Stories about life in Denmark

The Two Months of Christmas in Denmark: Holiday drinking starts now

The 12 days of Christmas is an old French Christmas song. But those 12 days have nothing on the Danes, who have more than two months of Christmas, and would probably have it last all the way to spring if they could get away with it.

Little cookies in shops
If you’re here in Denmark right now, you probably saw the Christmas wrapping paper hit the shelves at Netto a couple of weeks ago. That, and the first of the gingerbread Christmas cookies. You’ll notice that a lot of Danish shops put out little dishes of brown Christmas cookies that look like overgrown M&Ms. Pepper nuts, they’re called.

You’re invited to take one, they’re free and they are very tasty. That said, you might not be thinking about all the other little fingers that have touched those cookies. I recommend buying your own pepper nuts and enjoying them at home.

Christmas beer bikinis
Anyway, the official start of the holiday is this week, November 6, when Tuborg rolls out its annual Christmas beer. It’s released at precisely 20:59, and everybody hangs out in bars waiting for it, some specially dressed in blue Christmas beer hats, Christmas beer neckties, or even Christmas beer bikinis.

Christmas beer tastes a lot like regular beer, a little bit sweeter, and a lot stronger. This is why a man I once knew, who was a bit of a wolf, told me that Christmas beer day was the best day of the year to ‘score’ with married women. The beer is very strong.

I used to work at Carlsberg, which owns Tuborg, and I can tell you that the company had highly conflicted feelings about J-dag, which is what Christmas beer day is called. On one hand, it makes a hash of their corporate position promoting responsible drinking. On the other hand, they do sell an incredible amount of beer on that day.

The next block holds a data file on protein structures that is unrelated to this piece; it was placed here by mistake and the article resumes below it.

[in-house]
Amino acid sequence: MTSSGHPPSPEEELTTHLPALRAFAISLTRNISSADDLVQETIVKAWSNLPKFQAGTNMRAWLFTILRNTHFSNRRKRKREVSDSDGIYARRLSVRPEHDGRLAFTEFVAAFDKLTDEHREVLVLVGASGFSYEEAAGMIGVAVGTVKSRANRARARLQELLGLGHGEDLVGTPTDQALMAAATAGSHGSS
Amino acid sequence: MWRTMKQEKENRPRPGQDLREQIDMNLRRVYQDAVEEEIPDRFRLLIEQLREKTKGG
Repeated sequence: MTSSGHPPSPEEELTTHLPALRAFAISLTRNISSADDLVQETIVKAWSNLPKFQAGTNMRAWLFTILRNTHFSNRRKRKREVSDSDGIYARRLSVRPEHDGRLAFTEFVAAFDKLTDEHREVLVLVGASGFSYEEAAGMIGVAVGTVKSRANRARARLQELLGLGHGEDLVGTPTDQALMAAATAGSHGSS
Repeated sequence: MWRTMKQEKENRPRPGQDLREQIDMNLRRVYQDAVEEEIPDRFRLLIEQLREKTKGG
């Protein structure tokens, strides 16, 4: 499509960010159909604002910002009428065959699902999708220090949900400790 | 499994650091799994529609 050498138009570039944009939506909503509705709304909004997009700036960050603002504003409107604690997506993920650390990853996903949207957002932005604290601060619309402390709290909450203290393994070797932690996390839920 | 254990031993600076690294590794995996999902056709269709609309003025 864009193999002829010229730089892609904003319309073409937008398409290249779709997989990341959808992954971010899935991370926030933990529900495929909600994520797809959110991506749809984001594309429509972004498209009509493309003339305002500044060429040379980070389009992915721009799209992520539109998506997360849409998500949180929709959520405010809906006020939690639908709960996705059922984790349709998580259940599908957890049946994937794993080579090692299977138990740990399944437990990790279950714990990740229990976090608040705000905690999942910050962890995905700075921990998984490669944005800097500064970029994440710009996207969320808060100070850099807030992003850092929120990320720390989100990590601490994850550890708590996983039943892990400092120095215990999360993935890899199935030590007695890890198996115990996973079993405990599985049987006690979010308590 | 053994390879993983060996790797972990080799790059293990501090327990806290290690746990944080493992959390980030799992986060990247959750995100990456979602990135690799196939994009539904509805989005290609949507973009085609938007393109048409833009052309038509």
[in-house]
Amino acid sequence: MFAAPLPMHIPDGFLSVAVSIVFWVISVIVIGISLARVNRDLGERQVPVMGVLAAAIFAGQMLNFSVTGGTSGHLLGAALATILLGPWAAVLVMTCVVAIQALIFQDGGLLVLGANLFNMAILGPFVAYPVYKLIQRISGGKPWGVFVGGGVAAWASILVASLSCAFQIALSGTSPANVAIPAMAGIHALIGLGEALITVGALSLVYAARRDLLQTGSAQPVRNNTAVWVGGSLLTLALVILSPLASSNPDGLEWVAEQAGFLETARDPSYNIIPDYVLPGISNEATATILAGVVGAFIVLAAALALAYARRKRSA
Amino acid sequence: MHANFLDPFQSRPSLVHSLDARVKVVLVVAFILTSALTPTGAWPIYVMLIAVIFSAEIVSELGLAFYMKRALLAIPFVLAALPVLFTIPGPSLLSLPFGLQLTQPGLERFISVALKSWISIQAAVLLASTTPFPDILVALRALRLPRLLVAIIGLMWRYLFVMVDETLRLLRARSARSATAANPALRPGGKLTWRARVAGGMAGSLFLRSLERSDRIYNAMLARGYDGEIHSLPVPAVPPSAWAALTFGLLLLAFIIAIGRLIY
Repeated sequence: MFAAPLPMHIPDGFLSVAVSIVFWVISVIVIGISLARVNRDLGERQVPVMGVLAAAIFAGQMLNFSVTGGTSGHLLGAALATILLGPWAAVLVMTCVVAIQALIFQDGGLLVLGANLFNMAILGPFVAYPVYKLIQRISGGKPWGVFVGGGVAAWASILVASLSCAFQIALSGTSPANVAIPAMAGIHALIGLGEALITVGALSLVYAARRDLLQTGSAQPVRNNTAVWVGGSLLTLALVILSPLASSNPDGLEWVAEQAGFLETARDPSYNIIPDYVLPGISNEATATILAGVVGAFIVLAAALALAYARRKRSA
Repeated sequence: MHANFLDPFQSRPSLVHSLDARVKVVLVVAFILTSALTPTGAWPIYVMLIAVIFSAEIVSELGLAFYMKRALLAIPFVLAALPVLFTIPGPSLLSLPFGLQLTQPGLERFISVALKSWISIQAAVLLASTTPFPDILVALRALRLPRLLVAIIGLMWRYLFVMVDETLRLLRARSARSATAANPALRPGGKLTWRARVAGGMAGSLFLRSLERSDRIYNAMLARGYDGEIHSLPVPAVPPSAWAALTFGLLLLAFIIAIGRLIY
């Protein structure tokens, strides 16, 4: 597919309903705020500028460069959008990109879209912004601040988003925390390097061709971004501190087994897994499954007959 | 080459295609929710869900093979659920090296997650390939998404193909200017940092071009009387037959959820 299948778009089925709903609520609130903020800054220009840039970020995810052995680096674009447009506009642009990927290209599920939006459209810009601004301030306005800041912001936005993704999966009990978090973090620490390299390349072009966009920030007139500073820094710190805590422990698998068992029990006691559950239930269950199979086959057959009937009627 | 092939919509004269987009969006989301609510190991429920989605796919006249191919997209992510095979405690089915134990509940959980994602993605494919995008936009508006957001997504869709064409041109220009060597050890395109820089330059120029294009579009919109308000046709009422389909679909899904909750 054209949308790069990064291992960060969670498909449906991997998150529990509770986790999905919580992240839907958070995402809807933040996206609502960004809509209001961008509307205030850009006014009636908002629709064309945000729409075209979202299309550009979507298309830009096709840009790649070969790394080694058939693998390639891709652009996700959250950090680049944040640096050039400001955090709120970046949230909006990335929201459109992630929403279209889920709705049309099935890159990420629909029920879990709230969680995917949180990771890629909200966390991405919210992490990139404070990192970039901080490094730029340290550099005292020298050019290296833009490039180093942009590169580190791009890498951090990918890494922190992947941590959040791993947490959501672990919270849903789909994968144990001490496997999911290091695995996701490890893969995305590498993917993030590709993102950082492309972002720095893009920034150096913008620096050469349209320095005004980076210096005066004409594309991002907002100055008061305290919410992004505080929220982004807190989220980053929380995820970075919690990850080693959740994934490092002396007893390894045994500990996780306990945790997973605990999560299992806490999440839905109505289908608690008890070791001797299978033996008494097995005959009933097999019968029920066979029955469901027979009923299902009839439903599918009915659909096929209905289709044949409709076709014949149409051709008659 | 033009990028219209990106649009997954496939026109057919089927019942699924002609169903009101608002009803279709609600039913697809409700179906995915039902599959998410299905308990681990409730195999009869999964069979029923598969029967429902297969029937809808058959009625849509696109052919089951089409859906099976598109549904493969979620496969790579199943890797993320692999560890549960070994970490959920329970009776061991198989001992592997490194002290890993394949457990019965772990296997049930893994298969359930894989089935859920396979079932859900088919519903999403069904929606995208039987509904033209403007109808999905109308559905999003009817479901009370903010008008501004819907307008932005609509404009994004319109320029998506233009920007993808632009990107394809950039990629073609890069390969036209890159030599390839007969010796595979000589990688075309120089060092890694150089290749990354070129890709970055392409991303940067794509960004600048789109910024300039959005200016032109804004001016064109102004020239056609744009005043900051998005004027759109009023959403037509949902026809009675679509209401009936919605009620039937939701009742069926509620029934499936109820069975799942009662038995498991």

Heartbreak, fights, and dangerous adventures
So, if you’re a party person, J-day is not to be missed. If you’re a more quiet person, J-day is a good day to be home, with the curtains drawn, and earplugs. If you’re a Danish policeman, you’ll be on duty that evening, sorting out all the heartbreak, fights and dangerous adventures caused by Christmas beer. If you’re a Danish taxi driver, you’ll be cleaning up your cab several times.

This is the start of two months of Christmas in Denmark. There will be lots of parties, and lots of drinking, all the way through to January. And if you’re new to Denmark, here’s a tip: Don’t invite your friends to get together during the Christmas season. Don’t plan a Christmas party, at least not one that includes Danes. You friends are fully booked, particularly in December, with Christmas work events and Christmas family events and Christmas club events that were planned in August.

Throw a party in January, when everybody’s miserable and broke. Then everyone you know will show up, even if all you serve is takeout pizza and leftover Christmas beer.
 

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Image mashup copyright Kay Xander Mellish 2018

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2 Comments

  • Reply Tanya November 10, 2013 at 6:26 pm

    i love this!!!

  • Reply Erin November 6, 2015 at 11:52 am

    We have learned the hard way that December here books up WAY in advance – and you confirmed my thinking that January was the way to go for hosting our own winter fête! Cheers and thanks for the insights.

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